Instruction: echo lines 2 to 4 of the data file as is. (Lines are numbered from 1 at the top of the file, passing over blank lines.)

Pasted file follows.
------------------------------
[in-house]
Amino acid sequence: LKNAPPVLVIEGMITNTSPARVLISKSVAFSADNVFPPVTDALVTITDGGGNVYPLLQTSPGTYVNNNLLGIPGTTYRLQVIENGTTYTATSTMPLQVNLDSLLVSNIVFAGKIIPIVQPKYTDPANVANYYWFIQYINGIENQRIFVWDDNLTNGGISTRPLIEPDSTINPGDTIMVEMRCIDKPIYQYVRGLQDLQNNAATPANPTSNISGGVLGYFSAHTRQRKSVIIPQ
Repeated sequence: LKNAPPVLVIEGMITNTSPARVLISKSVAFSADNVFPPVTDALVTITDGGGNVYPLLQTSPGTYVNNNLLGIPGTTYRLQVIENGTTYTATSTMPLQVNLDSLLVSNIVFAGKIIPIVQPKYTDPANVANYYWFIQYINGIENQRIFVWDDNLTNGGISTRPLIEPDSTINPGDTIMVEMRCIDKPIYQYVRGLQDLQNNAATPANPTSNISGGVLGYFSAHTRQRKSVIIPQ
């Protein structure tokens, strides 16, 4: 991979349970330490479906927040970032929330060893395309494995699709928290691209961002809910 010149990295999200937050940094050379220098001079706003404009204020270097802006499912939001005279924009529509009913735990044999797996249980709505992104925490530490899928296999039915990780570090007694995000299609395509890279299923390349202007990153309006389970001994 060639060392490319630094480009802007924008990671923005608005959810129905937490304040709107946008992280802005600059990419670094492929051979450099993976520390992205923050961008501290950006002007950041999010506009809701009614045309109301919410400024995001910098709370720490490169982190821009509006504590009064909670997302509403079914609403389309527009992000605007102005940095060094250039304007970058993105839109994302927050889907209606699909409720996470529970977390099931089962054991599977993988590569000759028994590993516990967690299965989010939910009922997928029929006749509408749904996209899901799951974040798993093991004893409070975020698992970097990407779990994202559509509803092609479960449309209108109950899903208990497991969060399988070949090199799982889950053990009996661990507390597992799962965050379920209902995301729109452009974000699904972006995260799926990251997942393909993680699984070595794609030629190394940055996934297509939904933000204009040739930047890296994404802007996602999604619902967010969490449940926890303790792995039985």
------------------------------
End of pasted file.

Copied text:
Amino acid sequence: LKNAPPVLVIEGMITNTSPARVLISKSVAFSADNVFPPVTDALVTITDGGGNVYPLLQTSPGTYVNNNLLGIPGTTYRLQVIENGTTYTATSTMPLQVNLDSLLVSNIVFAGKIIPIVQPKYTDPANVANYYWFIQYINGIENQRIFVWDDNLTNGGISTRPLIEPDSTINPGDTIMVEMRCIDKPIYQYVRGLQDLQNNAATPANPTSNISGGVLGYFSAHTRQRKSVIIPQ
Repeated sequence: LKNAPPVLVIEGMITNTSPARVLISKSVAFSADNVFPPVTDALVTITDGGGNVYPLLQTSPGTYVNNNLLGIPGTTYRLQVIENGTTYTATSTMPLQVNLDSLLVSNIVFAGKIIPIVQPKYTDPANVANYYWFIQYINGIENQRIFVWDDNLTNGGISTRPLIEPDSTINPGDTIMVEMRCIDKPIYQYVRGLQDLQNNAATPANPTSNISGGVLGYFSAHTRQRKSVIIPQ
């Protein structure tokens, strides 16, 4: 991979349970330490479906927040970032929330060893395309494995699709928290691209961002809910 010149990295999200937050940094050379220098001079706003404009204020270097802006499912939001005279924009529509009913735990044999797996249980709505992104925490530490899928296999039915990780570090007694995000299609395509890279299923390349202007990153309006389970001994 060639060392490319630094480009802007924008990671923005608005959810129905937490304040709107946008992280802005600059990419670094492929051979450099993976520390992205923050961008501290950006002007950041999010506009809701009614045309109301919410400024995001910098709370720490490169982190821009509006504590009064909670997302509403079914609403389309527009992000605007102005940095060094250039304007970058993105839109994302927050889907209606699909409720996470529970977390099931089962054991599977993988590569000759028994590993516990967690299965989010939910009922997928029929006749509408749904996209899901799951974040798993093991004893409070975020698992970097990407779990994202559509509803092609479960449309209108109950899903208990497991969060399988070949090199799982889950053990009996661990507390597992799962965050379920209902995301729109452009974000699904972006995260799926990251997942393909993680699984070595794609030629190394940055996934297509939904933000204009040739930047890296994404802007996602999604619902967010969490449940926890303790792995039985």